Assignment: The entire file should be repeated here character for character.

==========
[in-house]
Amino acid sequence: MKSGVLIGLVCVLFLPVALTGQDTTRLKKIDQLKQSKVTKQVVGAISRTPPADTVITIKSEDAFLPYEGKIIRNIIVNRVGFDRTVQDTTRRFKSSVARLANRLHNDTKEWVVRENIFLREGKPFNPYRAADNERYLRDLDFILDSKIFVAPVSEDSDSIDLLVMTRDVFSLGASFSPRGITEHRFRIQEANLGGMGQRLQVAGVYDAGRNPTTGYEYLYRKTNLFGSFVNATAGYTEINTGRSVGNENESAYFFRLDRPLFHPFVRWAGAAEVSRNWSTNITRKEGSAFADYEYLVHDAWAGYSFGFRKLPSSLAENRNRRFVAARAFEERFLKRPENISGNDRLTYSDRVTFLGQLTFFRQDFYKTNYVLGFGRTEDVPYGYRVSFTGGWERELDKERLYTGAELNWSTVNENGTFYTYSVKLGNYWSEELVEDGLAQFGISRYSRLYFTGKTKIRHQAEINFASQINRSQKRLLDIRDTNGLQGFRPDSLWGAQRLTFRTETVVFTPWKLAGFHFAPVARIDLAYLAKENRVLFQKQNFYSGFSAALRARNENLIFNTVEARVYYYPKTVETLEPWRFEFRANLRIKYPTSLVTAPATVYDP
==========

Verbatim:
[in-house]
Amino acid sequence: MKSGVLIGLVCVLFLPVALTGQDTTRLKKIDQLKQSKVTKQVVGAISRTPPADTVITIKSEDAFLPYEGKIIRNIIVNRVGFDRTVQDTTRRFKSSVARLANRLHNDTKEWVVRENIFLREGKPFNPYRAADNERYLRDLDFILDSKIFVAPVSEDSDSIDLLVMTRDVFSLGASFSPRGITEHRFRIQEANLGGMGQRLQVAGVYDAGRNPTTGYEYLYRKTNLFGSFVNATAGYTEINTGRSVGNENESAYFFRLDRPLFHPFVRWAGAAEVSRNWSTNITRKEGSAFADYEYLVHDAWAGYSFGFRKLPSSLAENRNRRFVAARAFEERFLKRPENISGNDRLTYSDRVTFLGQLTFFRQDFYKTNYVLGFGRTEDVPYGYRVSFTGGWERELDKERLYTGAELNWSTVNENGTFYTYSVKLGNYWSEELVEDGLAQFGISRYSRLYFTGKTKIRHQAEINFASQINRSQKRLLDIRDTNGLQGFRPDSLWGAQRLTFRTETVVFTPWKLAGFHFAPVARIDLAYLAKENRVLFQKQNFYSGFSAALRARNENLIFNTVEARVYYYPKTVETLEPWRFEFRANLRIKYPTSLVTAPATVYDP